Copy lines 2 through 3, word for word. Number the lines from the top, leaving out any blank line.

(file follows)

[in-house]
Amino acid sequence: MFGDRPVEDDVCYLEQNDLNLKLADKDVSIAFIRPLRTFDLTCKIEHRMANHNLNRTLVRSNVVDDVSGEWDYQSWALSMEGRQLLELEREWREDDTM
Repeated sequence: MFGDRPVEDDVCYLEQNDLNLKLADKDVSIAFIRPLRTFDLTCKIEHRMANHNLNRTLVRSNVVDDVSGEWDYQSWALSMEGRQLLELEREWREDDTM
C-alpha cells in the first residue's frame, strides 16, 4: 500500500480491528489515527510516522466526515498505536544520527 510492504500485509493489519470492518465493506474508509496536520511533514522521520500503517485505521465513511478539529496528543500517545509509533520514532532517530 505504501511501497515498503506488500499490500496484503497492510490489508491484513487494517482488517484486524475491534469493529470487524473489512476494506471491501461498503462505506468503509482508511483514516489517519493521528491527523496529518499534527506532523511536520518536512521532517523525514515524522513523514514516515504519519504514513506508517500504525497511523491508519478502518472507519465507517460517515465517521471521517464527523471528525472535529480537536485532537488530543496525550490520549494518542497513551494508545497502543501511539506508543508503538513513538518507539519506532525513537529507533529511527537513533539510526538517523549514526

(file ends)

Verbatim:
Amino acid sequence: MFGDRPVEDDVCYLEQNDLNLKLADKDVSIAFIRPLRTFDLTCKIEHRMANHNLNRTLVRSNVVDDVSGEWDYQSWALSMEGRQLLELEREWREDDTM
Repeated sequence: MFGDRPVEDDVCYLEQNDLNLKLADKDVSIAFIRPLRTFDLTCKIEHRMANHNLNRTLVRSNVVDDVSGEWDYQSWALSMEGRQLLELEREWREDDTM